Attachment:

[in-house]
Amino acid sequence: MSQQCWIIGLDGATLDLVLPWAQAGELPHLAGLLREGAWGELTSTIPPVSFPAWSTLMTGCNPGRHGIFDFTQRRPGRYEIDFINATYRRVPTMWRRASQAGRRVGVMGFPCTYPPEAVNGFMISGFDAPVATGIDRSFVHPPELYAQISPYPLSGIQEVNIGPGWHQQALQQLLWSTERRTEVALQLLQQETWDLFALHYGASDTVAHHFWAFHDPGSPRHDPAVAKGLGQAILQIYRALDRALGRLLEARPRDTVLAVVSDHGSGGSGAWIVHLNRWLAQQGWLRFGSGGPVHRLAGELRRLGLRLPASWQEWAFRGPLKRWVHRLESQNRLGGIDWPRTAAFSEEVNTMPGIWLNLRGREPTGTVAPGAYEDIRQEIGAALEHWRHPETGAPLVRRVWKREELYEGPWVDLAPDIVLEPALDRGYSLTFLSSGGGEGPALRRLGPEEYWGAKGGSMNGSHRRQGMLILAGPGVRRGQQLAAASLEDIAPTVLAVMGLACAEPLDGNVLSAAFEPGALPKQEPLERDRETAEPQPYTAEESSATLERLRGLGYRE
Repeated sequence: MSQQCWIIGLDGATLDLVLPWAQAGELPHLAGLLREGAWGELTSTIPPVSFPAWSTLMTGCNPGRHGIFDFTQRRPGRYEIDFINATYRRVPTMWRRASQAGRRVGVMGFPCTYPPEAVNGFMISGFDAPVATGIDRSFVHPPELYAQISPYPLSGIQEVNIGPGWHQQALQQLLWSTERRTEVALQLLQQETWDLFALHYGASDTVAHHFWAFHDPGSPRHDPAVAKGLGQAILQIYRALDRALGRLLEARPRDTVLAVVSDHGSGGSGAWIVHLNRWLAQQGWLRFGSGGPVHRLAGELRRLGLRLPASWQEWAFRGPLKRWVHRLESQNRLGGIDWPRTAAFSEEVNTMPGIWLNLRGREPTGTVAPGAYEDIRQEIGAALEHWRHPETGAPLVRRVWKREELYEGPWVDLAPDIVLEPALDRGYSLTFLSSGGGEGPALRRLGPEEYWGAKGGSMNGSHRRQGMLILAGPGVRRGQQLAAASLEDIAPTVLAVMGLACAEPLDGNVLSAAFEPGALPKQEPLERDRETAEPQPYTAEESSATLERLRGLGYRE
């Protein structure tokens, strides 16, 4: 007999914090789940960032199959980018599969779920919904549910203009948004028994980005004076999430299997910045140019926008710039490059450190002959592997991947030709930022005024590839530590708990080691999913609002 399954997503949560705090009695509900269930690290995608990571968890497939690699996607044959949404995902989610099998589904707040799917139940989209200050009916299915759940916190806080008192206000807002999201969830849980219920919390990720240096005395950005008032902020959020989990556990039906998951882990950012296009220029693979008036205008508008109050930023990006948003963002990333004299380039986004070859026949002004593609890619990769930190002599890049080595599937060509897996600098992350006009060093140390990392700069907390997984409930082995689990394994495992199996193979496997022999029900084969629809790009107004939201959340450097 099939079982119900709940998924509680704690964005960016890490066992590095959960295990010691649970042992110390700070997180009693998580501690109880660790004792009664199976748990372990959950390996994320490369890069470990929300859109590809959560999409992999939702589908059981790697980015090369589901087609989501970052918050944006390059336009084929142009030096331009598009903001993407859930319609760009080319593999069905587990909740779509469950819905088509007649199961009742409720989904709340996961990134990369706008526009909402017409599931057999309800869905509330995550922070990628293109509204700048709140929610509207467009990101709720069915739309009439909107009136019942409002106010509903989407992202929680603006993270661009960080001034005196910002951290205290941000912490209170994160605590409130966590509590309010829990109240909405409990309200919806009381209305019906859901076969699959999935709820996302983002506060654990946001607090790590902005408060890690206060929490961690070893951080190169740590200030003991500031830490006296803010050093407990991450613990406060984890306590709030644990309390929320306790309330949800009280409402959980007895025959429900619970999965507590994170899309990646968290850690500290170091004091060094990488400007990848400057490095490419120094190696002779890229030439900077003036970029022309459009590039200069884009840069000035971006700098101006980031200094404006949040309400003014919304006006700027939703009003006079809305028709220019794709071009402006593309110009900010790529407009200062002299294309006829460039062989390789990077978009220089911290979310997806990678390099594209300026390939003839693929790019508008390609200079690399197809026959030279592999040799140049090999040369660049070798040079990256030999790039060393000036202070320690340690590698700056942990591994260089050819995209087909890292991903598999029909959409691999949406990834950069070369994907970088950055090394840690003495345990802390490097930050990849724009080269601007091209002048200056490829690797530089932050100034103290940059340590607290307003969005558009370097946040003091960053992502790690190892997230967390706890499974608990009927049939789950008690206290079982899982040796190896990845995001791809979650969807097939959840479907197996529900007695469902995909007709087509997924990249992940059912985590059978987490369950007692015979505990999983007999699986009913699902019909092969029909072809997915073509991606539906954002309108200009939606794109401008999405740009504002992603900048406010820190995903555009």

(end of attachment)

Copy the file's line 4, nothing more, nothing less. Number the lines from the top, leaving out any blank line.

């Protein structure tokens, strides 16, 4: 007999914090789940960032199959980018599969779920919904549910203009948004028994980005004076999430299997910045140019926008710039490059450190002959592997991947030709930022005024590839530590708990080691999913609002 399954997503949560705090009695509900269930690290995608990571968890497939690699996607044959949404995902989610099998589904707040799917139940989209200050009916299915759940916190806080008192206000807002999201969830849980219920919390990720240096005395950005008032902020959020989990556990039906998951882990950012296009220029693979008036205008508008109050930023990006948003963002990333004299380039986004070859026949002004593609890619990769930190002599890049080595599937060509897996600098992350006009060093140390990392700069907390997984409930082995689990394994495992199996193979496997022999029900084969629809790009107004939201959340450097 099939079982119900709940998924509680704690964005960016890490066992590095959960295990010691649970042992110390700070997180009693998580501690109880660790004792009664199976748990372990959950390996994320490369890069470990929300859109590809959560999409992999939702589908059981790697980015090369589901087609989501970052918050944006390059336009084929142009030096331009598009903001993407859930319609760009080319593999069905587990909740779509469950819905088509007649199961009742409720989904709340996961990134990369706008526009909402017409599931057999309800869905509330995550922070990628293109509204700048709140929610509207467009990101709720069915739309009439909107009136019942409002106010509903989407992202929680603006993270661009960080001034005196910002951290205290941000912490209170994160605590409130966590509590309010829990109240909405409990309200919806009381209305019906859901076969699959999935709820996302983002506060654990946001607090790590902005408060890690206060929490961690070893951080190169740590200030003991500031830490006296803010050093407990991450613990406060984890306590709030644990309390929320306790309330949800009280409402959980007895025959429900619970999965507590994170899309990646968290850690500290170091004091060094990488400007990848400057490095490419120094190696002779890229030439900077003036970029022309459009590039200069884009840069000035971006700098101006980031200094404006949040309400003014919304006006700027939703009003006079809305028709220019794709071009402006593309110009900010790529407009200062002299294309006829460039062989390789990077978009220089911290979310997806990678390099594209300026390939003839693929790019508008390609200079690399197809026959030279592999040799140049090999040369660049070798040079990256030999790039060393000036202070320690340690590698700056942990591994260089050819995209087909890292991903598999029909959409691999949406990834950069070369994907970088950055090394840690003495345990802390490097930050990849724009080269601007091209002048200056490829690797530089932050100034103290940059340590607290307003969005558009370097946040003091960053992502790690190892997230967390706890499974608990009927049939789950008690206290079982899982040796190896990845995001791809979650969807097939959840479907197996529900007695469902995909007709087509997924990249992940059912985590059978987490369950007692015979505990999983007999699986009913699902019909092969029909072809997915073509991606539906954002309108200009939606794109401008999405740009504002992603900048406010820190995903555009």